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Solving complex health care challenges through human-centered design.
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Insights

Insights on Human-Centered Design

Things I Want You to Know About Living with Type 1 Diabetes, by Amy Ohmer

Reece and Olivia Ohmer

Reece and Olivia Ohmer

Insight Note: I asked Amy Ohmer, a partner, colleague and friend to reflect on an article written by Angela Carosella and colleagues entitled, “What Parents of Children With Complex Medical Conditions Want Their Child’s Physicians to Understand.” https://jamanetwork.com/journals/jamapediatrics/article-abstract/2672043. In this 2018 article, the authors outlined 10 ways to help parents of children with complex medical conditions. Her insights are reflected here. Follow Amy at naturallysweetsisters.com

Things I want you to know about living with Type 1 Diabetes, by Amy Ohmer

My best ideas often come from places where I am completely shrouded in silence... like that alone time in the car or during my morning shower. As I zone out the rest of the world (not entirely while driving - don't worry, you are safe with me on the road), I contemplate how darn lucky we have been, as a family, within our support of T1D. After all, it does take a village to raise children, and even more so, children living with T1D. 

This acknowledgement led to thinking about what I wish I had known to tell everyone all of those years ago during our initial diagnosis. So from my silence-induced mental ramblings, here is one of my favorite top 5 lists of all-time. 

1.) See my children. After diagnosis shock has worn off, I hope that you understand that my children are still the same curious, bright, happy and engaged kids that they were a week ago. Type 1 Diabetes does not diminish their spirits, hopes or dreams. It only requires a bit of daily insulin therapy. 

2.) Recognize that they are rapidly becoming experts in their own care. As adults we often think that only we know best. The truth of the matter is that children living with chronic care needs are more well-versed within their T1D care than most providers, teachers, coaches, friends and loved-ones.  As a community support, we should be respectful of their needs and not question whether 'they can eat that' or 'do this' or 'be that'.  Support means listening, encouraging and celebrating their T1D journey.

3.) Let go of your personal bias.  This is hard for most everyone, me included.  However after our 12 years of post diagnosis, I have learned that it is possible.  People that once said they were afraid of blood/needles, or repeated sad stories of long lost relatives, or were concerned of contagiousness, now understand that T1D management is less about the horrors of medical care but more about the necessity of good health. We can shift paradigms but only if we agree to let go of what we think we know.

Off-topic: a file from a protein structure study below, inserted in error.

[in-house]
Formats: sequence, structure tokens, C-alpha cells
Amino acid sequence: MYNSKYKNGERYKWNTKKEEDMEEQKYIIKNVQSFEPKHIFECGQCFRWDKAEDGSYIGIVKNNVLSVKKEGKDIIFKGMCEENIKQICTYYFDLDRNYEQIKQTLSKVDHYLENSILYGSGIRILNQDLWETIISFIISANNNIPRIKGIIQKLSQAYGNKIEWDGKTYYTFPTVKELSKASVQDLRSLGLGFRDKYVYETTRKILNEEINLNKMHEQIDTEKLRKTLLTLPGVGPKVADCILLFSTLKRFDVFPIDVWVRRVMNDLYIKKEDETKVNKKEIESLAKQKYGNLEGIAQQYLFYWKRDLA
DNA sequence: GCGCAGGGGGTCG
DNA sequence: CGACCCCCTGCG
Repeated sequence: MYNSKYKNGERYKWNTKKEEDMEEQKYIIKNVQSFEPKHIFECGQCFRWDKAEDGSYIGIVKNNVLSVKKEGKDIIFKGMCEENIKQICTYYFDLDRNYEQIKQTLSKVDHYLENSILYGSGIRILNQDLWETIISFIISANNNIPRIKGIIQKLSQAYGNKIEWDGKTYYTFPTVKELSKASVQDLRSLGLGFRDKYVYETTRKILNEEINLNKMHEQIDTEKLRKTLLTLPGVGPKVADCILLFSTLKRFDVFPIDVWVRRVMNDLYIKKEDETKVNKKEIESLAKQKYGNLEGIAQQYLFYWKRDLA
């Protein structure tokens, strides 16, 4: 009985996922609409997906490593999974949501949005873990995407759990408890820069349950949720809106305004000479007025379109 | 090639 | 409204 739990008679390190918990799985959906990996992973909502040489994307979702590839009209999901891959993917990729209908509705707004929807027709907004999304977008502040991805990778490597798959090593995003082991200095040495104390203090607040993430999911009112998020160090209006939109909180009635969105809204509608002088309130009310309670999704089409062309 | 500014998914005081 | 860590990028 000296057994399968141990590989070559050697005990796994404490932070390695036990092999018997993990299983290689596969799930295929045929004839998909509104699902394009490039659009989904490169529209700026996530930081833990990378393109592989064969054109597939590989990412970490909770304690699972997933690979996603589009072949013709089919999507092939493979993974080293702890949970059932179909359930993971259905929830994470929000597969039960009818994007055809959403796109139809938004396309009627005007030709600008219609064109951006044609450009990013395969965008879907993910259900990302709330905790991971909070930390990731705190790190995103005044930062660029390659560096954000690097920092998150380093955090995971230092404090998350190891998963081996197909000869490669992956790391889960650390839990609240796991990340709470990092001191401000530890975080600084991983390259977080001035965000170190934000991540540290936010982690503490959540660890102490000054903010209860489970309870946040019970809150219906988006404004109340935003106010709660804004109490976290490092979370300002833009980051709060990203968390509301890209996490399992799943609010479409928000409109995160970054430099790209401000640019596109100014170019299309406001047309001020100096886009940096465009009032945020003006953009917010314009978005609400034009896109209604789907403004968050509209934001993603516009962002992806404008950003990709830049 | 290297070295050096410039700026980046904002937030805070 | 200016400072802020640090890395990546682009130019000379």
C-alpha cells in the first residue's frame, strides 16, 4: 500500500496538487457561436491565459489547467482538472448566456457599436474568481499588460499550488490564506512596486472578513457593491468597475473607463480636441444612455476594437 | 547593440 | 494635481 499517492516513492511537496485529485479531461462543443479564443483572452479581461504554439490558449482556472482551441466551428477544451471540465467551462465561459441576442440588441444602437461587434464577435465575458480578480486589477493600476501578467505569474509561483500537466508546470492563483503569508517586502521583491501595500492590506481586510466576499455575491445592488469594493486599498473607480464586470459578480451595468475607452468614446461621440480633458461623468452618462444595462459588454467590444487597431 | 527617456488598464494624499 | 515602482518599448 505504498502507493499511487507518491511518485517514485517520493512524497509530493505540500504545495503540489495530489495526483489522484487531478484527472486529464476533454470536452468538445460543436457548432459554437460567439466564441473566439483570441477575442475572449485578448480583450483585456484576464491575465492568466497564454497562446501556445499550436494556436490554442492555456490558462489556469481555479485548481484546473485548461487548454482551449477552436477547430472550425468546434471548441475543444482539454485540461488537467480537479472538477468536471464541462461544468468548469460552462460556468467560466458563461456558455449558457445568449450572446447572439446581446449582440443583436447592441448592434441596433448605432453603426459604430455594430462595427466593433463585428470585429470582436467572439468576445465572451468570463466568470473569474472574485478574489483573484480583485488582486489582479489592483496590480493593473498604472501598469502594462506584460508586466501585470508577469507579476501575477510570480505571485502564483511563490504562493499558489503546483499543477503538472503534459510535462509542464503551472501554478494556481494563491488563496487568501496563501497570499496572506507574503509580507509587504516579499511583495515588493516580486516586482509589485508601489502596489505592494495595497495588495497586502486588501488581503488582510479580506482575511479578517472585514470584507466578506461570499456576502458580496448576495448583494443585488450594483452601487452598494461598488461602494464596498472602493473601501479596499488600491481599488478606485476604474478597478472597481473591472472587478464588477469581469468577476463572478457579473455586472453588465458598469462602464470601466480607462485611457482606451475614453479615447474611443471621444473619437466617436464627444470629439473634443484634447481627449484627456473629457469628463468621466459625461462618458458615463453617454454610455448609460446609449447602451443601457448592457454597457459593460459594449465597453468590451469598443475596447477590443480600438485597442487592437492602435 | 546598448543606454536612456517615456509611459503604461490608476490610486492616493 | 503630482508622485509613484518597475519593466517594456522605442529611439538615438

4.) Cheer for the kids.  Cheer for all of them and often.  Young people are living with many invisible layers of complexity from food scarcity, to insecure homes, to medical concerns like Type 1 Diabetes, and this is just to name a few of the very 'adult' issues that are happening.  I love cheering for the quarterback just as much as I do for the child that quietly draws.  When my girls were little, we made it a point to celebrate their success but to also point out peers that were accomplishing their own goals.  To this day, I firmly believe that this generation will be changing the course of our world by simple improvements.  All kids deserve our encouragement because everyone has something.

5.) Childhood is short.  With so many necessary T1D tasks, I never wanted to lose sight of the magic of being a kid.  Encourage your loved ones living with T1D to try out for the sports team, sing loudly, be silly and stay up too late.  Eat the chocolate.  Be a little naughty.  Go to overnight camp and have FUN! Until there is a cure, there is a life waiting to be lived and no one should waste a second of it.  When you interact with my girls, remember that they may sound like well-versed adults, they are still kids.  Enjoy them.  Have fun with them and be amazed by all that they do.  However, most of all, recognize that they are light-hearted goofballs that just happen to wear an insulin pump and still believe that life IS good.